The combination of rising food and energy costs, weak wage gains and falling home prices have left households feeling squeezed, with consumer confidence readings plunging to recessionary levels.
    While many economists believe the country is in a recession, other analysts contend that the country may be able to avoid a full-blown downturn, especially if consumers spend a sizable portion of the 130 million economic stimulus payments that the government is now sending out.
    The overall surge in food prices of 0.9 percent was the largest one-month increase since food prices climbed 1.5 percent in January 1990.
    Gasoline prices, even with the decline in April, were 20.9 percent higher than a year ago.
    Clothing prices rose by 0.5 percent in April, even though discount stores reportedly engaged in heavy discounting in an effort to spur lagging sales.
    New car prices fell by 0.2 percent last month, reflecting the trouble automakers are having with sagging demand in the face of a weak economy and soaring gasoline costs. Airline ticket prices, which had been surging because of more expensive jet fuel, fell by 0.5 percent last month but are still up significantly from a year ago.
  2. Jonas Parker

    Jonas Parker Hooligan

    Saw this on Fox News this morning. Our political hacks in Washington must think that the American people are awfully stupid. I might even be insulted if I didn't consider the source.
  3. ghrit

    ghrit Ambulatory anachronism Administrator Founding Member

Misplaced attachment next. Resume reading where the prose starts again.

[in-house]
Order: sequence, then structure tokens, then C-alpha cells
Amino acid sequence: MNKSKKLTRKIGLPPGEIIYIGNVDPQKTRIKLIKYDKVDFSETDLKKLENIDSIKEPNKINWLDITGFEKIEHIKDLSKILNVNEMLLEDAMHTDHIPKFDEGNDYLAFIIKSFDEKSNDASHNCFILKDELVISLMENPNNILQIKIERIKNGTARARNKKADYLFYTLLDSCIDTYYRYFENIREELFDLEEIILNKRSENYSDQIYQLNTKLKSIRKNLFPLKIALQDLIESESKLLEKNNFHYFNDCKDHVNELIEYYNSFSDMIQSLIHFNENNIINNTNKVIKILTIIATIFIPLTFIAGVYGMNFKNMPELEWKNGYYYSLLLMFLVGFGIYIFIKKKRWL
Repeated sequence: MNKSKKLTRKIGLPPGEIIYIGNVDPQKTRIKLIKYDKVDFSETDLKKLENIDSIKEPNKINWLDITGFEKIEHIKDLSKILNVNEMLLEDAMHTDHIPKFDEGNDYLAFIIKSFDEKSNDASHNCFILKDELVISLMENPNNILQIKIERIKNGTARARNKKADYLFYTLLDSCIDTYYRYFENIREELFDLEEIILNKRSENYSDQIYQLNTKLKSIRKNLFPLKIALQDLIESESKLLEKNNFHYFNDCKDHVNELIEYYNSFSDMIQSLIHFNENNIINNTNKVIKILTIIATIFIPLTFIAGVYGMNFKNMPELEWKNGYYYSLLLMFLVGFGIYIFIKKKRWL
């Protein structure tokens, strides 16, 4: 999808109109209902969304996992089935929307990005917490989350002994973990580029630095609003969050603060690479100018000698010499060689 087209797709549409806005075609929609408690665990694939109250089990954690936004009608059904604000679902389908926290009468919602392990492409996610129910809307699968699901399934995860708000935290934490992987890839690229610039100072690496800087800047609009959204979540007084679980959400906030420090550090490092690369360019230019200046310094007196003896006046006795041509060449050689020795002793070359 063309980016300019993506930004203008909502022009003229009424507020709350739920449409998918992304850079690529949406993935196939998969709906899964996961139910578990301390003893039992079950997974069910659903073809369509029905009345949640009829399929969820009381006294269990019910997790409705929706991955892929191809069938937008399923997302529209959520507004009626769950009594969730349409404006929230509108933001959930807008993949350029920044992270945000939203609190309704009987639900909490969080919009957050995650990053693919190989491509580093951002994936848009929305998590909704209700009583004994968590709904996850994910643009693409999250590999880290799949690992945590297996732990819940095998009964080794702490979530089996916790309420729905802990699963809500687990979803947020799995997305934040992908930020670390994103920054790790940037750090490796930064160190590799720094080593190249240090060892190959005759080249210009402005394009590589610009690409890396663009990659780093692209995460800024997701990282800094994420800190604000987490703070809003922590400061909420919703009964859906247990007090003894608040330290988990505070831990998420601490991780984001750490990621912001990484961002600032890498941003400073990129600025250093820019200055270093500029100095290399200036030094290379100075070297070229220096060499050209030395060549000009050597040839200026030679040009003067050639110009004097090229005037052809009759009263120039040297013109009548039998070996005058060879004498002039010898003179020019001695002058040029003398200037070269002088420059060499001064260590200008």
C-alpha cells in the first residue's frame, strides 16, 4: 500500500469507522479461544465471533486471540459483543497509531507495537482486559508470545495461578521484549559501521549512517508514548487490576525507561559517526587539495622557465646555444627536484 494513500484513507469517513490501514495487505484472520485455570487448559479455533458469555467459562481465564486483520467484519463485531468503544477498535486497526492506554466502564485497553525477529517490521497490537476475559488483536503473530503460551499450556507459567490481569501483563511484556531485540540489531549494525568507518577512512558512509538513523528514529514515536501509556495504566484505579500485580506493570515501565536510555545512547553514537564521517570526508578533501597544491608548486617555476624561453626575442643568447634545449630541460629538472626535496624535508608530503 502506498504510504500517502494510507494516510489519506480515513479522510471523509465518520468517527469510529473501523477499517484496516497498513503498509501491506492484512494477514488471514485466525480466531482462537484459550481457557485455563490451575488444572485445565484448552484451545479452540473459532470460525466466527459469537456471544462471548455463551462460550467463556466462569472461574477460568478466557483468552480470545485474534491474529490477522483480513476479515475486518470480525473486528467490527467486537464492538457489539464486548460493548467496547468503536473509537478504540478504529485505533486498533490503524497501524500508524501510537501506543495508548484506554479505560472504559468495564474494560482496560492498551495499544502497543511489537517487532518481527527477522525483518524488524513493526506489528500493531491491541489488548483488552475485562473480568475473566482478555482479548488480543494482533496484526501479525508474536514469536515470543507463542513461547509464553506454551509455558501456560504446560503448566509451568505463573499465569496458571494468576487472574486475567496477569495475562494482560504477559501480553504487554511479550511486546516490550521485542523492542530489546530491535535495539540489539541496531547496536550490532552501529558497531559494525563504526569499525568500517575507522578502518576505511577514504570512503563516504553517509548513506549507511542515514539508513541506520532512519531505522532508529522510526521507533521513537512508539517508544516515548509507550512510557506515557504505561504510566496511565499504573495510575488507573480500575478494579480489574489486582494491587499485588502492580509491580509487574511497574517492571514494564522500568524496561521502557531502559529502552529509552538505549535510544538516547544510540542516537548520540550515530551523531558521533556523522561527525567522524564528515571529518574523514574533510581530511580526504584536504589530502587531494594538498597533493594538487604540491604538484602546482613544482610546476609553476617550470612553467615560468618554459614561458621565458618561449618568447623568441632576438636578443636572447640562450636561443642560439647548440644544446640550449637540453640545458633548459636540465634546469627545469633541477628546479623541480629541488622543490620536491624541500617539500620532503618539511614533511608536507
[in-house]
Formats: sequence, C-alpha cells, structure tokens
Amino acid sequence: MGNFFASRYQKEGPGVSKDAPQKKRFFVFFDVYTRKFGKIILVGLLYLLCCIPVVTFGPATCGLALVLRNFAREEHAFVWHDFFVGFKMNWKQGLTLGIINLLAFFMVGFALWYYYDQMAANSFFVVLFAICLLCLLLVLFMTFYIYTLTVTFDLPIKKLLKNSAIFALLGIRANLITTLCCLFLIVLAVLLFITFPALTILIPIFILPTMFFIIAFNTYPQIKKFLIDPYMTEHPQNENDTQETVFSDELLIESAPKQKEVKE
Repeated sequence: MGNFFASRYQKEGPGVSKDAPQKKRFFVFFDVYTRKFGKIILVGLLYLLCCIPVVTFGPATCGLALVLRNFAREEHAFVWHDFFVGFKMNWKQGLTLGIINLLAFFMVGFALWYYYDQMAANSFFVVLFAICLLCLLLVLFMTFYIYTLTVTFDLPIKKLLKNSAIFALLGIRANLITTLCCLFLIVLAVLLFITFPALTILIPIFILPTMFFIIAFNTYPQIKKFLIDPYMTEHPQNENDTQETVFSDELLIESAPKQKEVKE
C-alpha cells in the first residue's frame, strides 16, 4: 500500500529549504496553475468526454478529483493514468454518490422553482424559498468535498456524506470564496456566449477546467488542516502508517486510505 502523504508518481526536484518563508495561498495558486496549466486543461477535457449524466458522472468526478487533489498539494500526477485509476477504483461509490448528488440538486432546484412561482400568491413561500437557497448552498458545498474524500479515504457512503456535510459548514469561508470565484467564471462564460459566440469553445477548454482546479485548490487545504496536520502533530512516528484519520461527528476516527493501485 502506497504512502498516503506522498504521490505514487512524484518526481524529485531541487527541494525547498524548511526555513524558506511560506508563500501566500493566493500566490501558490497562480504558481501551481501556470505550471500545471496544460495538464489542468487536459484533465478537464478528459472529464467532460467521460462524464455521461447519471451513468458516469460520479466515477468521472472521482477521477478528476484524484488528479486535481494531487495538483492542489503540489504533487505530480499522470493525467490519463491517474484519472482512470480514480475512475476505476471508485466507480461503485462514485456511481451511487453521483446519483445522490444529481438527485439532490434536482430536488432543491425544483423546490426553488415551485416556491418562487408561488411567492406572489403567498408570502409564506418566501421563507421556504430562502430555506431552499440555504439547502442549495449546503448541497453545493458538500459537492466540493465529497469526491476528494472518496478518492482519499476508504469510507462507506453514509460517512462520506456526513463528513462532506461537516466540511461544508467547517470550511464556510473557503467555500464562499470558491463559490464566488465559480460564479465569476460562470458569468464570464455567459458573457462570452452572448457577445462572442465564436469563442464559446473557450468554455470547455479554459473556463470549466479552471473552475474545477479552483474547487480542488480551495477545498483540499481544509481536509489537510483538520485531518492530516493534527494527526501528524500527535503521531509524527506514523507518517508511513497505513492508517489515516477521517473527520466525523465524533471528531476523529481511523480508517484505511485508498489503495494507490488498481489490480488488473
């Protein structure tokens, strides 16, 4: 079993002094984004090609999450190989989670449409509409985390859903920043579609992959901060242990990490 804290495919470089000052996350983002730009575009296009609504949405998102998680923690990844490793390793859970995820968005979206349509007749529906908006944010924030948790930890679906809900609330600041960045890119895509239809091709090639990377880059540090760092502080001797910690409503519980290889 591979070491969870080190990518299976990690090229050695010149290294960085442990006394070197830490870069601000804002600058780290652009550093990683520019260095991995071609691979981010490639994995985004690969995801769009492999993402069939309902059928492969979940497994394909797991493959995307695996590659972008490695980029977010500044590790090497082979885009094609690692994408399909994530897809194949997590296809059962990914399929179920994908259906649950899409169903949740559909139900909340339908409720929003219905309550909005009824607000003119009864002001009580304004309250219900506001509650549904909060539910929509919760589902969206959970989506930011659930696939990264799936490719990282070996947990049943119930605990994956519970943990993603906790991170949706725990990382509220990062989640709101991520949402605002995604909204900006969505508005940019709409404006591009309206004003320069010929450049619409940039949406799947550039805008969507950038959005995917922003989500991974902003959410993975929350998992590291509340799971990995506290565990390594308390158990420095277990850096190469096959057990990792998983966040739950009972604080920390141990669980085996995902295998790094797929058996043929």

I remain amazed at how rosy everything is when the numbers are "adjusted" for whatever they think needs to be ignored.
  4. RouteClearance

    RouteClearance Monkey+++ Site Supporter

    Adjusting the numbers(cooking the books) is illeagle in the private sector, when is the guvmint above the law? All this will do is to make the problem even worse, look at how hard Enron/World Com fell. Does our own "Unkle" think he can't implode the same disaterous way?
  5. Tango3

    Tango3 Aimless wanderer

    "flat readings for energy"??? impossible....
  6. overbore

    overbore Monkey++

    Help me out here, Friends, as I am stuck on logical: aren't dead people the only ones who do not eat and use energy????? For them, inflation is not a serious item but for the living, who do shop and do eat----[cow] P.T. Barnum said it best: "You can fool half the people all of the time but you can not fool all of the people all of the time". The question is how can you sort the political liars from the fools? Unfortunately, the answer is parallel to the final Viet Nam solution which also applies now to the Muslim extremists:

    Nuke all of the bad people, load the good ones on ships. Sink the ships. :lol:Strong opinion to follow----
  7. FalconDance

    FalconDance Neighborhood Witch

    It sort of reminds me of the electric company's figurings. Got last month's bill today and noticed that we are charged a (year-round) FAC which is a fuel adjustment charge, allegedly covering the "excess" energy sources they purchased last Jun-Nov to "provide service". It is, of course, allowed under the govt guidelines.

    Now, on June 1 thru Nov, our electric bills reflect an increase in rates to cover "excess" energy sources they purchase during those months in order to provide services. No matter how you look at it, that means the customers are being double freckin' charged!!!!!!!!!

    But the MO govt recently passed a bill allowing an illegally built plant by the company to stand even though it never had the proper permits (was actually denied). The company was fined several million dollars --- which, I bet, shows up in that damned FAC!
  8. Clyde

    Clyde Jet Set Tourer Administrator Founding Member

    all fees, expenses, taxes, inflation, etc, are passed on to the consumer in the form of higher prices.

    Make Life Better: Drink TIL the end!